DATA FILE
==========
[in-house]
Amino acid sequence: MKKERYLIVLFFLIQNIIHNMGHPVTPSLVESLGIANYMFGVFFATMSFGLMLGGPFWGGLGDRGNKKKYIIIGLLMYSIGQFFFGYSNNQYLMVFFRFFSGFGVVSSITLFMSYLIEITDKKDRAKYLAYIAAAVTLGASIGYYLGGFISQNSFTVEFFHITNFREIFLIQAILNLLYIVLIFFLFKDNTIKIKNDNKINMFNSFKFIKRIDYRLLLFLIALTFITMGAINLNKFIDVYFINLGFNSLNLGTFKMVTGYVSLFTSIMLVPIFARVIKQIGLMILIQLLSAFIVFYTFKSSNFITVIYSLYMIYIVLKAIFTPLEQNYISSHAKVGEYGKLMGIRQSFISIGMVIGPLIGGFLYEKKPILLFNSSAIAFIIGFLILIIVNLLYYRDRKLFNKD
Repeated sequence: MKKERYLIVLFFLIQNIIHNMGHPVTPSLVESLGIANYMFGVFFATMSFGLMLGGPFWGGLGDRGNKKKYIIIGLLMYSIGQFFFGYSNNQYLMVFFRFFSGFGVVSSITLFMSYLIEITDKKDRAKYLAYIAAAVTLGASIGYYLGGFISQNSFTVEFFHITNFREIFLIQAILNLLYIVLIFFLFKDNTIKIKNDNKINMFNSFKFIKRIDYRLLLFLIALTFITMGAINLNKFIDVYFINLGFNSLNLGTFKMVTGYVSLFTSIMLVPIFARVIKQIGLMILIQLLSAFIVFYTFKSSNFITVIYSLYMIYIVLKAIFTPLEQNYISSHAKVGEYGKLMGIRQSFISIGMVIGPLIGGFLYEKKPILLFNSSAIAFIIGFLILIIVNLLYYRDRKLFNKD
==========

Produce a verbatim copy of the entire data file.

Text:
[in-house]
Amino acid sequence: MKKERYLIVLFFLIQNIIHNMGHPVTPSLVESLGIANYMFGVFFATMSFGLMLGGPFWGGLGDRGNKKKYIIIGLLMYSIGQFFFGYSNNQYLMVFFRFFSGFGVVSSITLFMSYLIEITDKKDRAKYLAYIAAAVTLGASIGYYLGGFISQNSFTVEFFHITNFREIFLIQAILNLLYIVLIFFLFKDNTIKIKNDNKINMFNSFKFIKRIDYRLLLFLIALTFITMGAINLNKFIDVYFINLGFNSLNLGTFKMVTGYVSLFTSIMLVPIFARVIKQIGLMILIQLLSAFIVFYTFKSSNFITVIYSLYMIYIVLKAIFTPLEQNYISSHAKVGEYGKLMGIRQSFISIGMVIGPLIGGFLYEKKPILLFNSSAIAFIIGFLILIIVNLLYYRDRKLFNKD
Repeated sequence: MKKERYLIVLFFLIQNIIHNMGHPVTPSLVESLGIANYMFGVFFATMSFGLMLGGPFWGGLGDRGNKKKYIIIGLLMYSIGQFFFGYSNNQYLMVFFRFFSGFGVVSSITLFMSYLIEITDKKDRAKYLAYIAAAVTLGASIGYYLGGFISQNSFTVEFFHITNFREIFLIQAILNLLYIVLIFFLFKDNTIKIKNDNKINMFNSFKFIKRIDYRLLLFLIALTFITMGAINLNKFIDVYFINLGFNSLNLGTFKMVTGYVSLFTSIMLVPIFARVIKQIGLMILIQLLSAFIVFYTFKSSNFITVIYSLYMIYIVLKAIFTPLEQNYISSHAKVGEYGKLMGIRQSFISIGMVIGPLIGGFLYEKKPILLFNSSAIAFIIGFLILIIVNLLYYRDRKLFNKD